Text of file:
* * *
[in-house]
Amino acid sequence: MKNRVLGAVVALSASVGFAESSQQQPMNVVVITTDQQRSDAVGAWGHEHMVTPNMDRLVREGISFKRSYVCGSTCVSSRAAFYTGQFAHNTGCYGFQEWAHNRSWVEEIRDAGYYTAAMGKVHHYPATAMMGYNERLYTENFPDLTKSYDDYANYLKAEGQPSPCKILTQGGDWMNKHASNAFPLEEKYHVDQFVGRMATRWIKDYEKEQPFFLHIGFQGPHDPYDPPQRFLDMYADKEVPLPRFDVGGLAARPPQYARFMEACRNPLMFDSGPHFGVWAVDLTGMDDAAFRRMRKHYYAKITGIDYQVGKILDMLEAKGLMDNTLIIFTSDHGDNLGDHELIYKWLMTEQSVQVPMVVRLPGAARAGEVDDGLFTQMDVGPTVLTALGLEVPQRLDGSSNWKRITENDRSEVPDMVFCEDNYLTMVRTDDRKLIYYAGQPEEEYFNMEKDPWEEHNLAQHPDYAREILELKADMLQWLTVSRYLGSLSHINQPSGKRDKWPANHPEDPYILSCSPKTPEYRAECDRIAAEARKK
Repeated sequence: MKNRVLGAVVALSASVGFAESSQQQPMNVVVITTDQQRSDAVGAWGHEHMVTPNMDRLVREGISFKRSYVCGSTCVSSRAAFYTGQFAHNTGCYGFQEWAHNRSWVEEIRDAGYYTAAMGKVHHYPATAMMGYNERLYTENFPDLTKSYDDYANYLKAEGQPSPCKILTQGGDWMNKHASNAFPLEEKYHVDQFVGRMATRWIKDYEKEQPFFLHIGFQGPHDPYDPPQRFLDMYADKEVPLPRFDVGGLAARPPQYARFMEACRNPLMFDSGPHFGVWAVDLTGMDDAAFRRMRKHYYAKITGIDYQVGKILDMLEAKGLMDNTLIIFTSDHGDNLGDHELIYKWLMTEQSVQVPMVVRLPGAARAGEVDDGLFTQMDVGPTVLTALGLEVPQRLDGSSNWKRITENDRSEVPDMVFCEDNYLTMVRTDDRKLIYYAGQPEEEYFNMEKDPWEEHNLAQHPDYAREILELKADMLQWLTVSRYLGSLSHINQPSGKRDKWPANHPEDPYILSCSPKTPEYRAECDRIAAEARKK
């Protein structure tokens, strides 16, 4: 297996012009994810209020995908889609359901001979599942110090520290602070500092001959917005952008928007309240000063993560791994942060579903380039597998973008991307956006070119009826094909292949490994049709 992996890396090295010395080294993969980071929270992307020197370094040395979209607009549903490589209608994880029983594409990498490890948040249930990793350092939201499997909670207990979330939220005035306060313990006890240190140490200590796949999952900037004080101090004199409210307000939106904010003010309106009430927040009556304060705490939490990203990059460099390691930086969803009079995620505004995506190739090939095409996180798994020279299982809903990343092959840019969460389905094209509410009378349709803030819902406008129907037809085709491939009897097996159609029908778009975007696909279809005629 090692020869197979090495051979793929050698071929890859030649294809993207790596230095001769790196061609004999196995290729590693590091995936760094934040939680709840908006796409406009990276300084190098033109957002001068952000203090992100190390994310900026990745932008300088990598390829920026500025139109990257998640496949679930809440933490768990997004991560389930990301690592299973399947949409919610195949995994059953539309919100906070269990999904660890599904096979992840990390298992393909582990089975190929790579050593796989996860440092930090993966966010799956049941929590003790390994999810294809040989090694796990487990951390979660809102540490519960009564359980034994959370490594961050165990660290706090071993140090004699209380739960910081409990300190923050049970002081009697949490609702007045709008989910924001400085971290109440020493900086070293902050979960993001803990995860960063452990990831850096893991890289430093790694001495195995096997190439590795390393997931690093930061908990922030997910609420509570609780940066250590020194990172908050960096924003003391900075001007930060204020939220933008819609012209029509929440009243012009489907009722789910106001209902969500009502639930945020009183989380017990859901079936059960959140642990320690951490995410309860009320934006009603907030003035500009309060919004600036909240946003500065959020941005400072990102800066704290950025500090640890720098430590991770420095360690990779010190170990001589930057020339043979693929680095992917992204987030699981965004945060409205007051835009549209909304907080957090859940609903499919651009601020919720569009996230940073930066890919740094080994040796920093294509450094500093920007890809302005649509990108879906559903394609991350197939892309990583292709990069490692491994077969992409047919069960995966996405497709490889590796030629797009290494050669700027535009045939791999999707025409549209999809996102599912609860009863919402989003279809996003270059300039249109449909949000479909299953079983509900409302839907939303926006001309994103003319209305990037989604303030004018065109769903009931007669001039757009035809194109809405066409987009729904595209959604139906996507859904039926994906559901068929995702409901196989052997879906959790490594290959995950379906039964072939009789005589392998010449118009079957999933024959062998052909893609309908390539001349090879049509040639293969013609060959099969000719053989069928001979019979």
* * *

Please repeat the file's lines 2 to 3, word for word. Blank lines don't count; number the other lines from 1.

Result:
Amino acid sequence: MKNRVLGAVVALSASVGFAESSQQQPMNVVVITTDQQRSDAVGAWGHEHMVTPNMDRLVREGISFKRSYVCGSTCVSSRAAFYTGQFAHNTGCYGFQEWAHNRSWVEEIRDAGYYTAAMGKVHHYPATAMMGYNERLYTENFPDLTKSYDDYANYLKAEGQPSPCKILTQGGDWMNKHASNAFPLEEKYHVDQFVGRMATRWIKDYEKEQPFFLHIGFQGPHDPYDPPQRFLDMYADKEVPLPRFDVGGLAARPPQYARFMEACRNPLMFDSGPHFGVWAVDLTGMDDAAFRRMRKHYYAKITGIDYQVGKILDMLEAKGLMDNTLIIFTSDHGDNLGDHELIYKWLMTEQSVQVPMVVRLPGAARAGEVDDGLFTQMDVGPTVLTALGLEVPQRLDGSSNWKRITENDRSEVPDMVFCEDNYLTMVRTDDRKLIYYAGQPEEEYFNMEKDPWEEHNLAQHPDYAREILELKADMLQWLTVSRYLGSLSHINQPSGKRDKWPANHPEDPYILSCSPKTPEYRAECDRIAAEARKK
Repeated sequence: MKNRVLGAVVALSASVGFAESSQQQPMNVVVITTDQQRSDAVGAWGHEHMVTPNMDRLVREGISFKRSYVCGSTCVSSRAAFYTGQFAHNTGCYGFQEWAHNRSWVEEIRDAGYYTAAMGKVHHYPATAMMGYNERLYTENFPDLTKSYDDYANYLKAEGQPSPCKILTQGGDWMNKHASNAFPLEEKYHVDQFVGRMATRWIKDYEKEQPFFLHIGFQGPHDPYDPPQRFLDMYADKEVPLPRFDVGGLAARPPQYARFMEACRNPLMFDSGPHFGVWAVDLTGMDDAAFRRMRKHYYAKITGIDYQVGKILDMLEAKGLMDNTLIIFTSDHGDNLGDHELIYKWLMTEQSVQVPMVVRLPGAARAGEVDDGLFTQMDVGPTVLTALGLEVPQRLDGSSNWKRITENDRSEVPDMVFCEDNYLTMVRTDDRKLIYYAGQPEEEYFNMEKDPWEEHNLAQHPDYAREILELKADMLQWLTVSRYLGSLSHINQPSGKRDKWPANHPEDPYILSCSPKTPEYRAECDRIAAEARKK